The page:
The one thing you need to consider with a DVCS (Distributed Version Control System) like Git or Mercurial is the "publication" workflow (orthogonal to the branching workflow).

When you have only branches, you will ask yourself what development effort they represent.
If master is meant to represent stable code, like knittl details in his answer, then yes, you need to branch from/merge to master.

But when you can clone/push/pull (that is publish to different repos, which can have different purposes in themselves), then 'master' can play a different role from repo to repo.

  • a development repo can have many branches, with master usually representing the most stable code.
  • a deployment repo can have only master, and some hotfix maintenance branch for urgent fixes.
  • a local test repo can have only one master branch, rewritten from push to push just in order to run some static analysis code by a hook which monitors only said master branch for that test repo.
  • ...
  • This is an under-appreciated/under-documented aspect of using git that I would love to see more details of. At my workplace, we're still using git as the monolithic repository for all roles, using branches to differentiate the roles.
    – Toybuilder
    Mar 14 '12 at 18:17

When doing commits on both sides -- that means on your local repository and upstream e.g. from other team members -- it can happen that commits conflict. That means files and in particular lines were edited by both. In this case some manual merge handling is necessary.

The master branch is for having a local branch representing upstream when you cannot access upstream (mobile use or network failure). It is much easier to do merge resolving and other stuff when having a local branch representing the upstream changes.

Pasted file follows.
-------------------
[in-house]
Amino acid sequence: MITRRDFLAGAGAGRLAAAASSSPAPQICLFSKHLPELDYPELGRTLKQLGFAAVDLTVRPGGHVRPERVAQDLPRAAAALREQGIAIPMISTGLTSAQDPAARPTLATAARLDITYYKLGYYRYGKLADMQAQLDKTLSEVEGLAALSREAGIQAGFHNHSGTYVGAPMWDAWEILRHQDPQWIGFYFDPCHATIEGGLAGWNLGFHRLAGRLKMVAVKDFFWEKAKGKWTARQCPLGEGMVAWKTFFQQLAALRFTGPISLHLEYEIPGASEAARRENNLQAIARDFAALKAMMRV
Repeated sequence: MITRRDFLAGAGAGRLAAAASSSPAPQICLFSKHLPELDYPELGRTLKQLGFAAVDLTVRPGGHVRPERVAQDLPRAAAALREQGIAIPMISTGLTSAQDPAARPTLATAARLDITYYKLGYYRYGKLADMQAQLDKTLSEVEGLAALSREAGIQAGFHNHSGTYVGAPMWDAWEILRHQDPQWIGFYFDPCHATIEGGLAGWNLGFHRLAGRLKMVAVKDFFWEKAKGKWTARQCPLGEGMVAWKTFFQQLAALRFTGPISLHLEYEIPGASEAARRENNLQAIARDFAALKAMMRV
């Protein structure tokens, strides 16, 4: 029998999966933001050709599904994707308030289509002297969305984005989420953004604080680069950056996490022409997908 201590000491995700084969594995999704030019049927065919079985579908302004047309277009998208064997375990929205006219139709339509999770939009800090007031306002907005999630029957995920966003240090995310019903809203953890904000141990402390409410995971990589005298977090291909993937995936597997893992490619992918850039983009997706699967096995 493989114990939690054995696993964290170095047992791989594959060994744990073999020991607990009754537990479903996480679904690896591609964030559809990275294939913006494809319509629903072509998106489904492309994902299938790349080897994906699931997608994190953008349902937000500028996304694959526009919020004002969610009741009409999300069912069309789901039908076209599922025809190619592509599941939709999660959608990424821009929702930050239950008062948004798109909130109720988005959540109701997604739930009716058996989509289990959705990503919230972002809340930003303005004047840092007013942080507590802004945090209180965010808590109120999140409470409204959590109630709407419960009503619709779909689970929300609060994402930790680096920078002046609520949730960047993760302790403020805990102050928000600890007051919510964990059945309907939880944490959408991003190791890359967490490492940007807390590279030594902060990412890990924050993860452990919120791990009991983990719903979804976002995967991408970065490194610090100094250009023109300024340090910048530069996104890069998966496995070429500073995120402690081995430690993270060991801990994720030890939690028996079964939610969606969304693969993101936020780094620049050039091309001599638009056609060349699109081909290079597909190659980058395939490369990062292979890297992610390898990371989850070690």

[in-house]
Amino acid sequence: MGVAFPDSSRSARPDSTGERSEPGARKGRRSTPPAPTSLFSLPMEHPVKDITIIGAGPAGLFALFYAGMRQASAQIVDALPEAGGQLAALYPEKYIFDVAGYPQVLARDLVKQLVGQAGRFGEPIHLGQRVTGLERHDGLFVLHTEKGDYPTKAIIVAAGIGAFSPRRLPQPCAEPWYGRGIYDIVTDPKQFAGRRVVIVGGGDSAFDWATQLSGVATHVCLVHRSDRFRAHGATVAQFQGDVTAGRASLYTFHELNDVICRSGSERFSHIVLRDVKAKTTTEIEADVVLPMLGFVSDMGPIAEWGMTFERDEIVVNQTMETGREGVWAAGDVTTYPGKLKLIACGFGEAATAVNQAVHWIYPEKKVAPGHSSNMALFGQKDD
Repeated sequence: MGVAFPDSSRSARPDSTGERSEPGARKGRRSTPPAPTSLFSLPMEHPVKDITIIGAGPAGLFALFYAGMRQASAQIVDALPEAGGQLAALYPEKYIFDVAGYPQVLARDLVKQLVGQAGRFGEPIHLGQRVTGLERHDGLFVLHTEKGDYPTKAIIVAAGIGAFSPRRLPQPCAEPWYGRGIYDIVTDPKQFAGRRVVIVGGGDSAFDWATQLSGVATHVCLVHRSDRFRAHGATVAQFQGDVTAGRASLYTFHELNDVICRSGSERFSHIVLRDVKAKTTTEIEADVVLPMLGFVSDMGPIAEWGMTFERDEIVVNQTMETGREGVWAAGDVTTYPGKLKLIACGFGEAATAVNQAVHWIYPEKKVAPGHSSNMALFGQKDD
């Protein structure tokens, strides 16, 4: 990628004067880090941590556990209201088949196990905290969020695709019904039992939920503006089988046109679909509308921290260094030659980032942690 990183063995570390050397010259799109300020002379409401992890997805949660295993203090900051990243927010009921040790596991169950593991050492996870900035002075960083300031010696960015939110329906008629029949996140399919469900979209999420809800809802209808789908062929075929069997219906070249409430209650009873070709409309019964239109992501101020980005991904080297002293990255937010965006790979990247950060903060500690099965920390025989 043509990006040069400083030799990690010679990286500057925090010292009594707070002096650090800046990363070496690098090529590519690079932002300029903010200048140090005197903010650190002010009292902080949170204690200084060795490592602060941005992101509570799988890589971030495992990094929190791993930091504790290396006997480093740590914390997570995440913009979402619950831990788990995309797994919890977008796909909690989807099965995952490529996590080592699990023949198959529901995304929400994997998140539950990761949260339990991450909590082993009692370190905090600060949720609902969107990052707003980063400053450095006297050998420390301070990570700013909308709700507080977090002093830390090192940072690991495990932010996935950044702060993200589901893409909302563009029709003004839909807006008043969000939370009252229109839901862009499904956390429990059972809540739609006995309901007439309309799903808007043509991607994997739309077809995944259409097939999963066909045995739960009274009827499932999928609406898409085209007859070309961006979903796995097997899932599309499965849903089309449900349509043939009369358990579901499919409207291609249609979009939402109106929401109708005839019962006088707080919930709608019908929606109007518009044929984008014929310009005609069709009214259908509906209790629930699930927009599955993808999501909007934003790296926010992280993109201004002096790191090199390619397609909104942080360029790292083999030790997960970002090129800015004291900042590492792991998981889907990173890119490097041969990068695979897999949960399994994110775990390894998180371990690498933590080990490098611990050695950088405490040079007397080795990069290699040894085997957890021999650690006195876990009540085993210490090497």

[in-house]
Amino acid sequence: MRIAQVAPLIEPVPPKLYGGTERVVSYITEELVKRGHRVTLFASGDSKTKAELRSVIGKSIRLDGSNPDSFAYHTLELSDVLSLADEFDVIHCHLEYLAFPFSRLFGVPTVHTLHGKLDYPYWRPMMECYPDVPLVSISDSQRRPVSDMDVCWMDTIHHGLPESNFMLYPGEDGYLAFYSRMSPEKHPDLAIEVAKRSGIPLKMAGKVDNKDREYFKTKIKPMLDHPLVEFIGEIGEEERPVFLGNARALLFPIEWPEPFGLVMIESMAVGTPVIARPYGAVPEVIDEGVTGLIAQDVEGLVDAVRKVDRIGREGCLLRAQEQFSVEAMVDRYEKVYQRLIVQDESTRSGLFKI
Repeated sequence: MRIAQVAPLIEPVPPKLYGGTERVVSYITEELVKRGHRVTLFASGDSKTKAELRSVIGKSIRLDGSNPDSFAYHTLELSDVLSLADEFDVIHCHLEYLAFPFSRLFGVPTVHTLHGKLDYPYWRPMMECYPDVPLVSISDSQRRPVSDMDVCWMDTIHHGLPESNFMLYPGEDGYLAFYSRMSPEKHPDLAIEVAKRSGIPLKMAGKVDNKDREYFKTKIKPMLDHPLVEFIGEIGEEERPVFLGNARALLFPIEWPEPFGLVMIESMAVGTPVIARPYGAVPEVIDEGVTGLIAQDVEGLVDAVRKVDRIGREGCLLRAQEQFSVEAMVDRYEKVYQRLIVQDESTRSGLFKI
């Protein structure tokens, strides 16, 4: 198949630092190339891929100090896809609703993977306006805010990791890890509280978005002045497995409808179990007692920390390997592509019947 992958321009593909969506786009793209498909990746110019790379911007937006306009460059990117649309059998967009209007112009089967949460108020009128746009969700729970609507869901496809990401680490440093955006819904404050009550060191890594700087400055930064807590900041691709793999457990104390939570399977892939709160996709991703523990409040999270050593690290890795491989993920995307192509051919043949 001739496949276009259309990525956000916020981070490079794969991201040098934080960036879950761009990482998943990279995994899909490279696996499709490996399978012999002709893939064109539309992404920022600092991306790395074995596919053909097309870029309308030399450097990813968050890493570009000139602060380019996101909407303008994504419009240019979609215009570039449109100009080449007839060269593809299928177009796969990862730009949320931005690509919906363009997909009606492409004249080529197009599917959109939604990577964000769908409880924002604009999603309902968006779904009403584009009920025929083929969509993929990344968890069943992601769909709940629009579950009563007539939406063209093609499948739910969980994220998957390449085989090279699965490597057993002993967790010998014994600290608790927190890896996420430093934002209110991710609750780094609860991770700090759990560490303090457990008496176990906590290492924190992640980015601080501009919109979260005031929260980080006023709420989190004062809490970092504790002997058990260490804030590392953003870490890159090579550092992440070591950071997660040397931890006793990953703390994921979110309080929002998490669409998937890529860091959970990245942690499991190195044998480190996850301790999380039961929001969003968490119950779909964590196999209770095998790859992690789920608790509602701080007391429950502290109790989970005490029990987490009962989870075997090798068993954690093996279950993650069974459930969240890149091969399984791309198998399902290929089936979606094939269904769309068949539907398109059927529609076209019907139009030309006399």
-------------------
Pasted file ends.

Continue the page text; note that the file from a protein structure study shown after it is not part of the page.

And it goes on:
• the question was not about upstream/downstream, but why we use feature and maintainence branches etc.
    – knittl
    Apr 19 '11 at 8:31
  • Interesting answer. I have never heard of anyone using the master branch as a cache for upstream for disconnected merging. Apr 19 '11 at 8:37
  • I cannot exclude other reasons for having master and something else. But Wilburt exclicitly asked for why having a master which is not changed at all but only used for merging. When I learned Git I was told to leave master untouched and it worked quite well. With more experience e.g. in merging one can save that part. Apr 19 '11 at 8:41

Not sure if my understanding is correct, I am new to git.

I think it makes life easier when you have several features.Let's say you have a project, and work on feature A, then later you implement feature B.

Now it can happen, that you decide that the whole feature A was a mistake, and you want to have a version of your project with only feature B, but without A. If everything is on master, this task is tricky.

If each feature is on its own branch, then this task is easy: You take the old master version (without A and without B). You merge branch B. Done.

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    Although this workflow can also be accomplished using feature flags (assuming each feature is destined for production), it definitely could be easiest in git if, say, the feature on Branch A is so unstable that it will be shelved.
    – C. Peck
    Mar 23 '19 at 2:31